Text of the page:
Theologian Kazoh Kitamori, in his book ‘Theology of the Pain of God’, wrote that God’s love becomes the wrath of God in his response to sin. God is sorely against sin because it alienates his creation from him. And if I may be so bold I would compare this to a human father loving his child who is bent on living a life in opposition to the love the father has for them. Take for example when my son was little and insisted upon playing in the street. After three times of telling him not to, I resorted to what he might have considered my wrath as he felt the sting of my hand on his butt. But I prefaced my action by saying, ‘Son, this is going to hurt me worse than it hurts you.’

So when the Bible speaks about the wrath of God, it means that WE experience an alienation from God when we worship idols. God has left us to our own devices but God has always been about redemption, restoration, and reconciliation. Read the book of Hosea.

Let’s look at a few passages about the wrath of God. In Ephesians 2:3 we are told we are objects of God’s wrath. But read carefully and you will notice that God loves these objects of wrath (some translations say children of wrath). You will find God’s love expressed in verse 4: ‘Because of His great love for us.’ In the MSG Version we read, ‘It’s a wonder God didn’t lose his temper and do away with the whole lot of us. Instead, immense in mercy and with an incredible love, he embraced us.’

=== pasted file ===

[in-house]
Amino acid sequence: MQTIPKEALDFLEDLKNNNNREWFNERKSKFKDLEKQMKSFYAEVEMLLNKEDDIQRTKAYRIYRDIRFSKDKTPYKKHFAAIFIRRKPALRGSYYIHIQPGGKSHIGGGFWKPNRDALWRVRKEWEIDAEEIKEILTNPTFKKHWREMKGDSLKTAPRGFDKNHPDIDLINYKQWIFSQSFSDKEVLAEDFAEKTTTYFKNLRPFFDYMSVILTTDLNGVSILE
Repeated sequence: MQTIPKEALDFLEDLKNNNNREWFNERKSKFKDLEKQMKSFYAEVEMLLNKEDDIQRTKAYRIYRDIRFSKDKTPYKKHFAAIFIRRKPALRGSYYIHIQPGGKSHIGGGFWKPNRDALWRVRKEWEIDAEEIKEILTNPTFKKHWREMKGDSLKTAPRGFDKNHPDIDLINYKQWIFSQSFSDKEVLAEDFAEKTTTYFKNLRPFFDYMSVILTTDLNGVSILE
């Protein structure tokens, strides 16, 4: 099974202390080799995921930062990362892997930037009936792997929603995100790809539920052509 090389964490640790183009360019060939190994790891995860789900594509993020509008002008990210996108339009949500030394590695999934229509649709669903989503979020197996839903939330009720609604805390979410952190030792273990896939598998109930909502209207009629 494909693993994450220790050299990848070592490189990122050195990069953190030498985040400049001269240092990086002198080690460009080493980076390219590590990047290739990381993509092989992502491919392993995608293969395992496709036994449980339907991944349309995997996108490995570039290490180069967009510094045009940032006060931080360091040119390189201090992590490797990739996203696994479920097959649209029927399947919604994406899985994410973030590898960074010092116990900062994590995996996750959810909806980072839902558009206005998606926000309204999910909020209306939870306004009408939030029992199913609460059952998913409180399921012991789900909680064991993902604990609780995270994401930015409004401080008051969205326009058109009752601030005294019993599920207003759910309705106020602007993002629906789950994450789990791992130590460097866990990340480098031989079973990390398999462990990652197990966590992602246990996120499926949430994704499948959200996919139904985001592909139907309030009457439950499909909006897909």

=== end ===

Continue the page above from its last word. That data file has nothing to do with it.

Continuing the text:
In John 3:36 we read that, ‘whoever believes in the Son has eternal life but whoever rejects the son will not see life, for God’s wrath remains upon him.’ I believe this means that outside the Son there is the darkness of an unconscious life, which is then subject to the evil in this universe. And who really wants that kind of life? ‘All he experiences of God is darkness, and an angry darkness at that’ (John 3:36 MSG).